“They’re probably one of the healthiest herds in country,” says Terry Moore, a deerkeeper at the Office of Public Works. He explains that they have no real predators here (bar a few foxes and dogs that manage to kill the fawns), and their general wellbeing is ensured by a population-maintaining cull every winter. Moore is, understandably, a deer obsessive. His ringtone is the rutting call of a sika deer. When it rings, Vasou Ioannidis, a Canadian intern, jumps. “It scares me every time,” she says.
So far this year 81 deer have been captured and tagged by Ciuti and his students, and about 17 of the males have been fitted with tracking devices from the Swansea Lab for Animal Movement, where Holly English studied for her master’s. “It’s like a Fitbit for animals,” she explains. English is researching animal movement. She was first enthralled by wildlife when watching a documentary about African wild dogs when she was 10. “My mother said, ‘Oh you want to be a zoologist!’ and now I’m a zoologist,” she says. “And African wild dogs will be one of my studies.”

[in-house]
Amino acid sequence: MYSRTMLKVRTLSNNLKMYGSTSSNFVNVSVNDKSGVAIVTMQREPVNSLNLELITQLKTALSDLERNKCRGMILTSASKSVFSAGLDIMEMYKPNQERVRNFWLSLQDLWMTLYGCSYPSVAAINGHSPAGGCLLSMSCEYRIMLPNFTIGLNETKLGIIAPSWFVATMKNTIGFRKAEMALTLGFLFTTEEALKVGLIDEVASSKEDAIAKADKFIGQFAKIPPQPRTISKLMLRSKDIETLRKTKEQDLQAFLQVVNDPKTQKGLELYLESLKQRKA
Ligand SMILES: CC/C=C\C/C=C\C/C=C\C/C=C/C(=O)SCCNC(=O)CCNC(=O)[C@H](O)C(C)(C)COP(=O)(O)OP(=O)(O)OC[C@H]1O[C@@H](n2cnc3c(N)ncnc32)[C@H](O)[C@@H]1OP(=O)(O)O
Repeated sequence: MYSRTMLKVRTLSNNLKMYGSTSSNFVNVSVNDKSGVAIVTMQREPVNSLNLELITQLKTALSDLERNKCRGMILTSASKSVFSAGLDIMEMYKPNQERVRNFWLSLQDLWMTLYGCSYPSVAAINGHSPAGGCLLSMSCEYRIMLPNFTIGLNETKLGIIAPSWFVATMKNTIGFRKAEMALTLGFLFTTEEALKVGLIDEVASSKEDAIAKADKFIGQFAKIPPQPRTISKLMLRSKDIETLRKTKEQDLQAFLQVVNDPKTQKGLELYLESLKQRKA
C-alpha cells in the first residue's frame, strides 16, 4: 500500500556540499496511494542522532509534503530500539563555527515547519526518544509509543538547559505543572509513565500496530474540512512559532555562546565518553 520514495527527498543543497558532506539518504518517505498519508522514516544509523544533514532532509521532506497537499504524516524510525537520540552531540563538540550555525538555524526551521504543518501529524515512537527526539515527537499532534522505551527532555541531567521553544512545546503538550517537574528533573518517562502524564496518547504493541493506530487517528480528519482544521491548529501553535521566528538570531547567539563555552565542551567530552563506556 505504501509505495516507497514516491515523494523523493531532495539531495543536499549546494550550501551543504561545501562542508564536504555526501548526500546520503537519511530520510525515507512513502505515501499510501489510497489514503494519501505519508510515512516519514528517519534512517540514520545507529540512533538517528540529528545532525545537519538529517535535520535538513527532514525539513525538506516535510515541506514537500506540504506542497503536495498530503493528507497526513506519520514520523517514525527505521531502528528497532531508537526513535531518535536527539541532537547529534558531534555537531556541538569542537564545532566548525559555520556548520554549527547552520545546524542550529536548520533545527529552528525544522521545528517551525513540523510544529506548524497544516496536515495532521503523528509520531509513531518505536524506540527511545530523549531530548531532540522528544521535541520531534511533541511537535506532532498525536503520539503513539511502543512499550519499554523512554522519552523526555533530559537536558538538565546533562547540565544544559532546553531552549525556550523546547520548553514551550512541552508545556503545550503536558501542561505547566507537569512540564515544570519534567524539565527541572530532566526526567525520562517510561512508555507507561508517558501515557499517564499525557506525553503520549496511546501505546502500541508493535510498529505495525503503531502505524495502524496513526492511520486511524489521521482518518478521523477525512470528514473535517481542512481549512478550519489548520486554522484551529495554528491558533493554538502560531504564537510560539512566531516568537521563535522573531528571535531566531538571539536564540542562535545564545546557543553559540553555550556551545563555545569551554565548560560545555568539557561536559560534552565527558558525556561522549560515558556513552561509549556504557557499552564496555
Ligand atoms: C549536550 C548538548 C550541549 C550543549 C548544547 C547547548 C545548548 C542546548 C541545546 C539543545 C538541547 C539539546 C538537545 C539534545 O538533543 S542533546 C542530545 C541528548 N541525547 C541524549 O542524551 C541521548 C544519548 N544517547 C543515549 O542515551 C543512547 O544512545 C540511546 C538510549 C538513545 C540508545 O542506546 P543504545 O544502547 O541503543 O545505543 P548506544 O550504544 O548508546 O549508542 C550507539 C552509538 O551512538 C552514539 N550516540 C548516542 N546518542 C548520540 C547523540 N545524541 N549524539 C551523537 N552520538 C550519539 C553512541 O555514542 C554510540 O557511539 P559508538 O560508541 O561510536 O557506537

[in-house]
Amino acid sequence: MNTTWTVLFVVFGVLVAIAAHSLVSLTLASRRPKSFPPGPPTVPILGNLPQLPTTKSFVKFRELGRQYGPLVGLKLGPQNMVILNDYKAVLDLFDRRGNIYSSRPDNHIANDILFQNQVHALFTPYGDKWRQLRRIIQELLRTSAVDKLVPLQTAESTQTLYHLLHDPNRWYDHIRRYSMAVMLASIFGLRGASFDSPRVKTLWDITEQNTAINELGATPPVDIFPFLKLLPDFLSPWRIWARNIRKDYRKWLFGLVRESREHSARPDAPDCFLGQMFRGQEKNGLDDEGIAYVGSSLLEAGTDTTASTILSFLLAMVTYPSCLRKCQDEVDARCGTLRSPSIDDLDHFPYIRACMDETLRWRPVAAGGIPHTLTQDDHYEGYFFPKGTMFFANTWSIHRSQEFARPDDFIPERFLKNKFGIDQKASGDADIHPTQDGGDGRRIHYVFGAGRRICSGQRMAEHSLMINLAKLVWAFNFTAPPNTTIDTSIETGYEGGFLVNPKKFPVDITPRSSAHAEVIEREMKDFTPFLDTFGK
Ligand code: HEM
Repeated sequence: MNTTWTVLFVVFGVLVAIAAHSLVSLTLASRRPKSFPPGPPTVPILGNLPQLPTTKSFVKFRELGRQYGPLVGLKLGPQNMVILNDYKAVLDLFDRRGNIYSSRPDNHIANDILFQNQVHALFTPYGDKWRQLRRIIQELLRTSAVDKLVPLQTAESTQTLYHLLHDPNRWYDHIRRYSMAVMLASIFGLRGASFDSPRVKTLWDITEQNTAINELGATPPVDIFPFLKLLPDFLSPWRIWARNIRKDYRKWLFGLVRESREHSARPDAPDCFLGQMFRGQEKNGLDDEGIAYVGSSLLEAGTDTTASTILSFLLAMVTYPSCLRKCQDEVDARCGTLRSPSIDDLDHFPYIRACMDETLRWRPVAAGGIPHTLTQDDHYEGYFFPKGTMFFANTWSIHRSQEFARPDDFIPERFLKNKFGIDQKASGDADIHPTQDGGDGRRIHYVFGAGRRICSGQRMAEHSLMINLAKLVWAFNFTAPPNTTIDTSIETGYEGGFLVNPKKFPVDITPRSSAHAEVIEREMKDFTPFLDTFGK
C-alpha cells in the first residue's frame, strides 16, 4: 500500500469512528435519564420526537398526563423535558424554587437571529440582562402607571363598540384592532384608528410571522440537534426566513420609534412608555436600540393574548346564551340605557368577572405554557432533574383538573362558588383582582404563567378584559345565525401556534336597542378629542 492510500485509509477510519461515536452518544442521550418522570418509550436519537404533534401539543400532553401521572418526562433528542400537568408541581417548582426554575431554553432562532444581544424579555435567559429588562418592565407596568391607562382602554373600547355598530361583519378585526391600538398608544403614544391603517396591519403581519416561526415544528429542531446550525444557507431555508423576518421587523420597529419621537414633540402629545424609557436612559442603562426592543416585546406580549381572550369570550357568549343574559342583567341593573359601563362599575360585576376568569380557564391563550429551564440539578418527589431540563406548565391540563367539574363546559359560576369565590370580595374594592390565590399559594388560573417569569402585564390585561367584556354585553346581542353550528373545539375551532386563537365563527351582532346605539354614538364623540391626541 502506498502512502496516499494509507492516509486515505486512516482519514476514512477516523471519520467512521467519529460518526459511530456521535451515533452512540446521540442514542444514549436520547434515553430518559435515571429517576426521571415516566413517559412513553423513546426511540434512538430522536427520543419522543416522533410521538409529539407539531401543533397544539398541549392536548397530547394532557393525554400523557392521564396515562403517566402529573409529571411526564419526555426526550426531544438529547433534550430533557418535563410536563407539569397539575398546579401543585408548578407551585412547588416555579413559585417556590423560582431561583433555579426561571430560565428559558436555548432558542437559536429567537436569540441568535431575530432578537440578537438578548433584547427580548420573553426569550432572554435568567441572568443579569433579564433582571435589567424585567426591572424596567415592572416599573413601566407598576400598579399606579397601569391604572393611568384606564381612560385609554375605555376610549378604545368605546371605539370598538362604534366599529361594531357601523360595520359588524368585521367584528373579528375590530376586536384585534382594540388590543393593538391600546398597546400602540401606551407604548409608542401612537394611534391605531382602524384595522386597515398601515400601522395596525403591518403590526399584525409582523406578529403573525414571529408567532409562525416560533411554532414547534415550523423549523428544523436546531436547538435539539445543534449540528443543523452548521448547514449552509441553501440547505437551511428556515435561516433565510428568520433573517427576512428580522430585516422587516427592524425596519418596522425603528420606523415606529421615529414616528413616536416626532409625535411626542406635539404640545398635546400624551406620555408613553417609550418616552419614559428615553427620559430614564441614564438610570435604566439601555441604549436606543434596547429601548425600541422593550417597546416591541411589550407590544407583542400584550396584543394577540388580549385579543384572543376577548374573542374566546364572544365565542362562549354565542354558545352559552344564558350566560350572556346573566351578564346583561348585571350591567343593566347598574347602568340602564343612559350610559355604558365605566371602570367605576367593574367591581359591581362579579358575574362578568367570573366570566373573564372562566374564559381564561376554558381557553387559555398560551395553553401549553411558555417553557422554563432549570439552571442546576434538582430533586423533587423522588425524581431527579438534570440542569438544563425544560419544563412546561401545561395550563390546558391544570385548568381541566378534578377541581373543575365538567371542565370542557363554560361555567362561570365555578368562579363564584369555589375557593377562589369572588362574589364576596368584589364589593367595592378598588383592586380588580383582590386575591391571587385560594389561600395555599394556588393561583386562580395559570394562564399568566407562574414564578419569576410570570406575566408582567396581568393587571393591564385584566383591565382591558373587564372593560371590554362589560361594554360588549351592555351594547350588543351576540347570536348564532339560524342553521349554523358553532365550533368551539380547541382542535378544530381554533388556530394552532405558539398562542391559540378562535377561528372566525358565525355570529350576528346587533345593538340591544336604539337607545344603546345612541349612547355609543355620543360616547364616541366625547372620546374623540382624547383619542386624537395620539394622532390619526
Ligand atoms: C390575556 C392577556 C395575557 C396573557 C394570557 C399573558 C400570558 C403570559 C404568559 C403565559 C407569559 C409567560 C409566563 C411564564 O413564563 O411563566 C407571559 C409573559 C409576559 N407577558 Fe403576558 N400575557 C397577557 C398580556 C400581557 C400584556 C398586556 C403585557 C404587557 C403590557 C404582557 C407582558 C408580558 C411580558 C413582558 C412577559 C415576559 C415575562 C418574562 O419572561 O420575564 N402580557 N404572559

We continue our trek through the undergrowth in what Moore calls “a forensic line”. Everyone, except this journalist, who is wearing a good-suit jacket, is in T-shirts, waterproofs and sensible shoes. They’re also all wearing gloves, both to prevent getting human scent on the deer and to protect their hands. Nobody speaks. The only sounds are the songbirds and the swishing of waterproofs on grass.
Fawns are not the only things living here. Sometimes we scare pheasants and rabbits out into the open. At one point we see two blue sleeping bags drying on a tree. Occasionally someone gets entangled in the brambles. “You always expect the tropical rainforests to be the bits with the spiky plants,” sighs Adam Smith, who is studying wildlife management but whose family refer to it as “deer stuff”.
We are certainly doing deer stuff today. The fawn we just released had a Bambi-like light brown colouring and was dappled with white spots. They recorded this colour as “menil”. There are three colour variations among the fallow deer in the park: menil, common (which is slightly darker, with white spots) and a darker, more even brown. “There are also white variations,” says Moore. “But we don’t have them here.”
Which colour is the most common? “I would say ‘common’,” says Smith, but he makes me feel better about my question by noting that, in other herds, “common” is actually uncommon.